The bigger point I was making was that we are not a religious organization. We
do not have sacred texts, we do not proceed by performing exegesis.
In particular note: "Thus the end-to-end argument is not an absolute rule, but
rather a guideline that helps in application and protocol design analysis; one
must use some care to identify the end points to which the argument should be
I don't think that I am misrepresenting the paper when I sumarize it as saying
'keep the complexity out of the network core'. As I read the paper that is at
the very heart of the argument.
If you like s/complexity/as much functionality as you can/
This is a core principle in the design of XKMS, SAML and other Web Service
based protocols. The endpoints of a trust relationship are people and
organizations, not machines. As Adi Shamir put it at this years RSA conference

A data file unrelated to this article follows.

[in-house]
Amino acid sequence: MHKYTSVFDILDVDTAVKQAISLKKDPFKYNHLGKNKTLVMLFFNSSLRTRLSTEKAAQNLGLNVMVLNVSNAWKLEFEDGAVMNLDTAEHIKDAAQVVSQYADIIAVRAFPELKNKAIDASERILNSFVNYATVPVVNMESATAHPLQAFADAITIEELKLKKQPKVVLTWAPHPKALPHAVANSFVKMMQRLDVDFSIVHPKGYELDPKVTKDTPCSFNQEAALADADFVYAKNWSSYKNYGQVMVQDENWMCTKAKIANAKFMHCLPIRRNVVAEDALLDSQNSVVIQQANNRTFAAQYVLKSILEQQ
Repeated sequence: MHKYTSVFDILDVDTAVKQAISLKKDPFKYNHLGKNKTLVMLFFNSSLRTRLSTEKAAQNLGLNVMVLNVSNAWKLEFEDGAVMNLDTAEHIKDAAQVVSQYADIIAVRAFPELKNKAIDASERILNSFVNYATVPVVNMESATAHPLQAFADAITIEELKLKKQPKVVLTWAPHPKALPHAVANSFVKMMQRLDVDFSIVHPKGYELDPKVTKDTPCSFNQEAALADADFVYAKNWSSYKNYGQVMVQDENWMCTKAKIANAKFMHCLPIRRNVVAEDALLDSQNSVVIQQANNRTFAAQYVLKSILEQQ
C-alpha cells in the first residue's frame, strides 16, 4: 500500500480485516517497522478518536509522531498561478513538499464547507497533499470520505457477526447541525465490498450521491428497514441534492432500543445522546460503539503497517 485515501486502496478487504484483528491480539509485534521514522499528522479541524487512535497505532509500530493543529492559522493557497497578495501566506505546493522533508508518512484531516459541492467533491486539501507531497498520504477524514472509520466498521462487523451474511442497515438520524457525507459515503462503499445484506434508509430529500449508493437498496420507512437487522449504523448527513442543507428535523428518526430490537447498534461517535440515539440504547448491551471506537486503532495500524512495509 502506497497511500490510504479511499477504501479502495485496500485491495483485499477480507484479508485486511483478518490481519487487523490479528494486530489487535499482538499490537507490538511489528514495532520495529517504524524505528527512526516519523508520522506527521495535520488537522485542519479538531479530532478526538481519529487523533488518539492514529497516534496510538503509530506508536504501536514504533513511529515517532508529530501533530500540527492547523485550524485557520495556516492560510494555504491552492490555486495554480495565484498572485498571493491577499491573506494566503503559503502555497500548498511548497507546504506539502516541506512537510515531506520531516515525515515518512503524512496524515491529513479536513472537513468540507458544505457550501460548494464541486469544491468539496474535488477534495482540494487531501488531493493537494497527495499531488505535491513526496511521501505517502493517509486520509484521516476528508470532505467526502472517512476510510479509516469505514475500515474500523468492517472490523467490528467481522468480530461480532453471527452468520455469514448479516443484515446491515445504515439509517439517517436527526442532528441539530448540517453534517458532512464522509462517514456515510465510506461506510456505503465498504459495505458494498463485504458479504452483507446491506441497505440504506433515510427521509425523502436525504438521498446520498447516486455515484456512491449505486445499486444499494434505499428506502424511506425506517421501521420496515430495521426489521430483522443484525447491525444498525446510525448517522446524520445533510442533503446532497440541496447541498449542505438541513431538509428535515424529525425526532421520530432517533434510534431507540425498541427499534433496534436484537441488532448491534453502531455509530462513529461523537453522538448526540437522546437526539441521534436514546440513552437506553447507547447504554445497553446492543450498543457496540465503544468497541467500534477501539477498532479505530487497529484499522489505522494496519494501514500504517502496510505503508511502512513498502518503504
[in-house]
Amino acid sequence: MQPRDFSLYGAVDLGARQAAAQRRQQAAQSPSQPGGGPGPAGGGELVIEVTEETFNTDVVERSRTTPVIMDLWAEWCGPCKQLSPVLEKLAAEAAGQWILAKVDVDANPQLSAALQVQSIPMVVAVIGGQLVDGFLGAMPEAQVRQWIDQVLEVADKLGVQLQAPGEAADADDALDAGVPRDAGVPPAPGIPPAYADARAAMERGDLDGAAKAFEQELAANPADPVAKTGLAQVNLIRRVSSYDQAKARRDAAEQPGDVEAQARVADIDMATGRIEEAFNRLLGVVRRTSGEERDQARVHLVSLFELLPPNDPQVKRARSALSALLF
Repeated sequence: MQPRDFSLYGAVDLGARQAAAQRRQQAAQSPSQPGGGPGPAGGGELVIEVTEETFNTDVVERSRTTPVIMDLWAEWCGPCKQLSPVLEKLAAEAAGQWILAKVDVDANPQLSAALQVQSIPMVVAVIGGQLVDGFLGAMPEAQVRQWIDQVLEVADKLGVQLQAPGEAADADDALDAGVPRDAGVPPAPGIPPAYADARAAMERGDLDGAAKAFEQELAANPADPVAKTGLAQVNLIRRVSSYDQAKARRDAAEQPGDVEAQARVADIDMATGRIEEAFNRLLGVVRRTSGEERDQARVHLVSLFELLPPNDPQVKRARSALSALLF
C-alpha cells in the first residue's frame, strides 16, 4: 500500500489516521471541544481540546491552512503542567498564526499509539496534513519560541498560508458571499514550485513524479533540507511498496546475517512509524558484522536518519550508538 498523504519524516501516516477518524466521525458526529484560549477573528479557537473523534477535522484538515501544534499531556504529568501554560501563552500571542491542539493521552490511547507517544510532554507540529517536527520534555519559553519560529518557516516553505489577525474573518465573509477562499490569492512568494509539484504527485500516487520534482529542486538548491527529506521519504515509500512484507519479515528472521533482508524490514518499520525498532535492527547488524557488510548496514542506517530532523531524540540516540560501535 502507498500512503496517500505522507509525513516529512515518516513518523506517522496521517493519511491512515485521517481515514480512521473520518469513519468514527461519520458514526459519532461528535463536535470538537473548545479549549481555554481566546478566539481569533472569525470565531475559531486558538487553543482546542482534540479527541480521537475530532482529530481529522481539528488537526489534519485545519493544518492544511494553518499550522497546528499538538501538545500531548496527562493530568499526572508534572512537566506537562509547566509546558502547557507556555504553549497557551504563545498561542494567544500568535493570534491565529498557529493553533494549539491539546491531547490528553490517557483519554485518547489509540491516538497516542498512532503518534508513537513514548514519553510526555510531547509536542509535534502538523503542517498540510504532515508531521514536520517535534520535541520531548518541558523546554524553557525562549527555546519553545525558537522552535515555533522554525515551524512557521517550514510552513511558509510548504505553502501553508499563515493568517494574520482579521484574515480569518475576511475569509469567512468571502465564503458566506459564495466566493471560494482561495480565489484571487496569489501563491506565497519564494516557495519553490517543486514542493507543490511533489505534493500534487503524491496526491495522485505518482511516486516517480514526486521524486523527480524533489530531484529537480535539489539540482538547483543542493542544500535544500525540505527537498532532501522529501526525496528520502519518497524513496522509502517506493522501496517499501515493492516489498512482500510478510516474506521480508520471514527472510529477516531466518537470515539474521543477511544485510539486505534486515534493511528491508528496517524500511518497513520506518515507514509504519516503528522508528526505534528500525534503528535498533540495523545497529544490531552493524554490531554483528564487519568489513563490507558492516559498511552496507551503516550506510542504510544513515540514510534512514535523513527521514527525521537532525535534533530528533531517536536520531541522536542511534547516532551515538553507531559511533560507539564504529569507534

'Alice and Bob are not Turing machines'.
The real world is complex: we can't eliminate the complexity but we can choose
where we manage it.
The paper considers two options, complexity at the end points vs complexity in
the network. The idea of the network edge as being a third option is not really
considered as an alternative.
End to end is not the same thing as host to host.
From: John Kristoff [mailto:jtk(_at_)northwestern(_dot_)edu]
Sent: Thursday, July 26, 2007 7:20 PM
Responding to something just overheard in the plenary...
No, it's not about complexity, but nor is it about
robustness. It's about "functionality" and where to place
it. A simple word search should help highlight this point.
I'm a bit surprised I'm contradicting some who I have a great
deal of respect and are most assuredly much more well known
within the IETF than I. It either signals something
fundamentally wrong with the IETF or, much more likely, me. :-)
Perhaps all participants can commit to a twice careful read
of the original paper that gets referred to so much before
the next IETF?
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